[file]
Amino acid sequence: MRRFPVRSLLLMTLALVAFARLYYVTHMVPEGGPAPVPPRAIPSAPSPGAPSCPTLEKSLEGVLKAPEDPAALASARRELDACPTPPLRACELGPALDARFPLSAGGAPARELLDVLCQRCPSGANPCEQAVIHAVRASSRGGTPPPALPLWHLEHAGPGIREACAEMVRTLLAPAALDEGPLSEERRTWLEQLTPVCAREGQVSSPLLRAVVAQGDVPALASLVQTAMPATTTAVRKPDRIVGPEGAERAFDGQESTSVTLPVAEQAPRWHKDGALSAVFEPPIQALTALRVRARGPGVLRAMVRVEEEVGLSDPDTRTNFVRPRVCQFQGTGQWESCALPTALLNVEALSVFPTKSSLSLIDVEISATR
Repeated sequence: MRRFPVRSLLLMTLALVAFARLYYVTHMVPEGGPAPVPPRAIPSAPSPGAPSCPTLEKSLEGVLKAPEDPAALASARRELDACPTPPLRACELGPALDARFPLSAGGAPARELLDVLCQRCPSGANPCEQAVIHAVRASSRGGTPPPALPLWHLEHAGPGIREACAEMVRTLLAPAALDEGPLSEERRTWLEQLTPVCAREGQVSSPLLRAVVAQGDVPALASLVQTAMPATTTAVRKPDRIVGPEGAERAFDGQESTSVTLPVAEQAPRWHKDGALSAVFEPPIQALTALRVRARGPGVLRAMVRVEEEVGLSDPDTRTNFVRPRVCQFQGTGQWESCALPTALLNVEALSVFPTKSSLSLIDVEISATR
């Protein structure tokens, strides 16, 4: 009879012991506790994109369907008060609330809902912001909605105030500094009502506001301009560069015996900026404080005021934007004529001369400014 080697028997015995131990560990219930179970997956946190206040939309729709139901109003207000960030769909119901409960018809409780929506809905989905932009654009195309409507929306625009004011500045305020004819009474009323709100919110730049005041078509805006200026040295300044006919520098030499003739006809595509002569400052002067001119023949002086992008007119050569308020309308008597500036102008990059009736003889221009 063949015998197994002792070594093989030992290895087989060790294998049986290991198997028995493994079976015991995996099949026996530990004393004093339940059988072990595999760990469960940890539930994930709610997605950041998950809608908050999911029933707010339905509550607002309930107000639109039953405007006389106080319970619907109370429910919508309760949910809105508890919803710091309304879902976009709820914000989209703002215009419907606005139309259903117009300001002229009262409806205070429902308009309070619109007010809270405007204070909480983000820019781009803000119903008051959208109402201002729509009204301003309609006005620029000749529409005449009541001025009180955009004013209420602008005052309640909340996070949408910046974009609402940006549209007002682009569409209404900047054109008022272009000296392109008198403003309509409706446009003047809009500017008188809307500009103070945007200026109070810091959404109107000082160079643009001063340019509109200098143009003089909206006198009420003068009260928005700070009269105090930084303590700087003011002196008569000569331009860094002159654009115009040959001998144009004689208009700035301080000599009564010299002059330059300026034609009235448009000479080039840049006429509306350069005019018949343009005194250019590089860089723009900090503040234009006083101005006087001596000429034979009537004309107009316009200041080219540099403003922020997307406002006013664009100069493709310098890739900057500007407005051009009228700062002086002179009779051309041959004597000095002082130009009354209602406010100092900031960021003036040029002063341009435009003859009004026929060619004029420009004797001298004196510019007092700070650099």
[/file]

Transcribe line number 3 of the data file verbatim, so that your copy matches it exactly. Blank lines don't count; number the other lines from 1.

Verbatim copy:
């Protein structure tokens, strides 16, 4: 009879012991506790994109369907008060609330809902912001909605105030500094009502506001301009560069015996900026404080005021934007004529001369400014 080697028997015995131990560990219930179970997956946190206040939309729709139901109003207000960030769909119901409960018809409780929506809905989905932009654009195309409507929306625009004011500045305020004819009474009323709100919110730049005041078509805006200026040295300044006919520098030499003739006809595509002569400052002067001119023949002086992008007119050569308020309308008597500036102008990059009736003889221009 063949015998197994002792070594093989030992290895087989060790294998049986290991198997028995493994079976015991995996099949026996530990004393004093339940059988072990595999760990469960940890539930994930709610997605950041998950809608908050999911029933707010339905509550607002309930107000639109039953405007006389106080319970619907109370429910919508309760949910809105508890919803710091309304879902976009709820914000989209703002215009419907606005139309259903117009300001002229009262409806205070429902308009309070619109007010809270405007204070909480983000820019781009803000119903008051959208109402201002729509009204301003309609006005620029000749529409005449009541001025009180955009004013209420602008005052309640909340996070949408910046974009609402940006549209007002682009569409209404900047054109008022272009000296392109008198403003309509409706446009003047809009500017008188809307500009103070945007200026109070810091959404109107000082160079643009001063340019509109200098143009003089909206006198009420003068009260928005700070009269105090930084303590700087003011002196008569000569331009860094002159654009115009040959001998144009004689208009700035301080000599009564010299002059330059300026034609009235448009000479080039840049006429509306350069005019018949343009005194250019590089860089723009900090503040234009006083101005006087001596000429034979009537004309107009316009200041080219540099403003922020997307406002006013664009100069493709310098890739900057500007407005051009009228700062002086002179009779051309041959004597000095002082130009009354209602406010100092900031960021003036040029002063341009435009003859009004026929060619004029420009004797001298004196510019007092700070650099």